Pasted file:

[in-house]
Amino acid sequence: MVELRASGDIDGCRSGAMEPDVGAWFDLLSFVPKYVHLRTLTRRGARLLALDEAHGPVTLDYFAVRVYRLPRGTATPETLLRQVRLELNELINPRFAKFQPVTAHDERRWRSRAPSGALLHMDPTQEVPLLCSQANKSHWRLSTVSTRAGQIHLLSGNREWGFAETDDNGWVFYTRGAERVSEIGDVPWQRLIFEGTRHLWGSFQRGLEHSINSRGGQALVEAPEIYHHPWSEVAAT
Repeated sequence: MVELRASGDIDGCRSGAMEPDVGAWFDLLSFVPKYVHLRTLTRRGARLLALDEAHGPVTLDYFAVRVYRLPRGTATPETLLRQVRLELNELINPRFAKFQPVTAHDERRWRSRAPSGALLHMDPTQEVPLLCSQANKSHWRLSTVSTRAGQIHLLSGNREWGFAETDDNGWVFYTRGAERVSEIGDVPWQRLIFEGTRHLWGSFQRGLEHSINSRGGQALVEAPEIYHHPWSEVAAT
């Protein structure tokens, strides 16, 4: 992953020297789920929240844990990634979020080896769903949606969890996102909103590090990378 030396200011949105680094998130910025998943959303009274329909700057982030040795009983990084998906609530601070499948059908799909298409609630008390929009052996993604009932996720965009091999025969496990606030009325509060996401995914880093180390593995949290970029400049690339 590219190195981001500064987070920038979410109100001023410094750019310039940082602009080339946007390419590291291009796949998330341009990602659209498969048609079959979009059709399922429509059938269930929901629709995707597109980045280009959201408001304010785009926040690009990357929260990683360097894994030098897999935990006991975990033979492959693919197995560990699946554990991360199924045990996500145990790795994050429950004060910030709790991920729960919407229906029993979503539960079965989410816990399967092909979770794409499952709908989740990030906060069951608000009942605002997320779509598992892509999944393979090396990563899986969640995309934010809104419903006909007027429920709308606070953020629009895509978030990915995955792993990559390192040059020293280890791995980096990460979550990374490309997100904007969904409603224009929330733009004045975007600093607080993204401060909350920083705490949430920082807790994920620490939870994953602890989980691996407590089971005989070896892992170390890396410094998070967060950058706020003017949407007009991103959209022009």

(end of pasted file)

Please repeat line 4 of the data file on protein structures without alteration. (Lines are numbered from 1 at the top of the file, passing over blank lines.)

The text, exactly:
């Protein structure tokens, strides 16, 4: 992953020297789920929240844990990634979020080896769903949606969890996102909103590090990378 030396200011949105680094998130910025998943959303009274329909700057982030040795009983990084998906609530601070499948059908799909298409609630008390929009052996993604009932996720965009091999025969496990606030009325509060996401995914880093180390593995949290970029400049690339 590219190195981001500064987070920038979410109100001023410094750019310039940082602009080339946007390419590291291009796949998330341009990602659209498969048609079959979009059709399922429509059938269930929901629709995707597109980045280009959201408001304010785009926040690009990357929260990683360097894994030098897999935990006991975990033979492959693919197995560990699946554990991360199924045990996500145990790795994050429950004060910030709790991920729960919407229906029993979503539960079965989410816990399967092909979770794409499952709908989740990030906060069951608000009942605002997320779509598992892509999944393979090396990563899986969640995309934010809104419903006909007027429920709308606070953020629009895509978030990915995955792993990559390192040059020293280890791995980096990460979550990374490309997100904007969904409603224009929330733009004045975007600093607080993204401060909350920083705490949430920082807790994920620490939870994953602890989980691996407590089971005989070896892992170390890396410094998070967060950058706020003017949407007009991103959209022009």